in CIT v. Sainthia Rice & Oil Mills [(1971) 82 ITR 778 (Cal)] that transfer of building to the new business to disentitle the undertaking should have been of the assessee himself. In our opinion this aspect of the Bombay decision was correctly decided and the tribunal was not justified in deciding in favour of assessee on this ground. We therefore endorse the view of Bombay High Court and Punjab and Haryana High Court in Phagoo Mal Sant Ram v. CIT [(1969) 74 ITR 734 (P&H HC)] to this extent that, ‗previously used in any other business’ cannot be construed so narrowly as to confine it to building of the assessee only. But we do not approve of the Bombay view that if a new undertaking is established in a premises taken on lease then it, always, amounts to formation of the undertaking by transfer of the building previously used as the decision was given without examining the scope of the word ‗formed’ which as we have indicated above, was construed by this Court in Textile Machinery Corporation Ltd. [(1977) 2 SCC 368 : 1977 SCC (Tax) 282 : ITA 300/2011 Page 21 of 26 (1977) 107 ITR 195] which approved a decision of Delhi High Court in CIT v. Ganga Sugar

Corporation Ltd. [(1973) 92 ITR 173 (Del)] ‗Form’ according to the dictionary has different meanings. In the context in which it has been used it was intended to connote that the body of the company or its shape did not come up in

consequence of transfer of building, machinery or plant used previously for business purpose. Use of the negative before word ‗formed’ further

strengthens it. In other words building, machinery or plant used previously in other business should not result in the undertaking being formed by it. The transfer to take out the new undertaking out of purview of sub-section (1) must be such that but for transfer the new undertaking could not have come into being. In our opinion, on facts found by the tribunal, the part played by taking the building on lease was not dominant in formation of the company. The High Court was therefore not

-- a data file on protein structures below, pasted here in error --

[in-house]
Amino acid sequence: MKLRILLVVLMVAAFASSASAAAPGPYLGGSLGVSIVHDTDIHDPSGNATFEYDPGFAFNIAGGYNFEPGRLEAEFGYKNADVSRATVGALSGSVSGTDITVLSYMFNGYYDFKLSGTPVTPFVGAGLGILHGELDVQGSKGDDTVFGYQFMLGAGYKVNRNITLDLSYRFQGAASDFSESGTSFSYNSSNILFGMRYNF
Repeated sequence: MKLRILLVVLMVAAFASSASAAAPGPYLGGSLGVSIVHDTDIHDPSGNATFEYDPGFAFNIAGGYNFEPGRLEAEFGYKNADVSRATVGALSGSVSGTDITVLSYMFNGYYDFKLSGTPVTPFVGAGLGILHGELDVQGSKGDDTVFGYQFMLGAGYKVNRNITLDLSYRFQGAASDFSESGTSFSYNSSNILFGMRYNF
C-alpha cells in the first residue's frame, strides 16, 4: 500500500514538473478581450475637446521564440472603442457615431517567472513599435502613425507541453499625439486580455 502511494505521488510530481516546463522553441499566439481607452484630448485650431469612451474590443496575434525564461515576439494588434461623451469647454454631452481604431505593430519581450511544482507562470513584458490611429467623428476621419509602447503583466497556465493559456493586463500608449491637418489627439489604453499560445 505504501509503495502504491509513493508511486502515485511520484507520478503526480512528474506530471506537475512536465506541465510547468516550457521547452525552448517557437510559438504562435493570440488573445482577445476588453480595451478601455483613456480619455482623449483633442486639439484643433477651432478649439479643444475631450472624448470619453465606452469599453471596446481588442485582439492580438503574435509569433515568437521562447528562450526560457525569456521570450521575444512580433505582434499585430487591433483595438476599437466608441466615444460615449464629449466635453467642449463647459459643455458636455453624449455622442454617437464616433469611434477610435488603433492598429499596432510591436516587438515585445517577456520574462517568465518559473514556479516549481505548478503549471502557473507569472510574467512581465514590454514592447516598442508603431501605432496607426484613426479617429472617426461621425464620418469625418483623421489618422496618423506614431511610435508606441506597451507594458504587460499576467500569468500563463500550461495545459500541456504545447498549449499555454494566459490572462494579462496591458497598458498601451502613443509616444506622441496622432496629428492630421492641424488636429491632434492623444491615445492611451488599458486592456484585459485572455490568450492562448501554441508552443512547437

justified in answering the question in favour of the revenue.‖

(emphasis supplied)

24. For the purpose of the present statute, i.e., Income Tax Act, 1961

difference between an undertaking, and the owner thereof, i.e., the

assessee is well recognised and too apparent to be ignored and,

therefore, when the Legislature in sub-section (1) and other sub-

sections used the term ―undertaking‖ as distinct from its

owner/proprietor, the assessee, the effect thereof must be given full

play. Way back in 1963, Circular F.No. 15/15/63-IT(A1) was issued

with reference to Section 84 of the Act stating that the Board, i.e., the

Central Board of Direct Taxes had agreed that benefit of the said

Section attaches itself to the undertaking and not to the owner thereof.

ITA 300/2011 Page 22 of 26 The successor would be entitled to benefit of the unexpired period of

five years provided the undertaking was taken over as a running

concern. More specific is the support and affirmation from the circular

issued by the Board after amendment was brought about by Finance

Act 2002 to Sections 10A and 10B. The relevant portions of which

read as under:-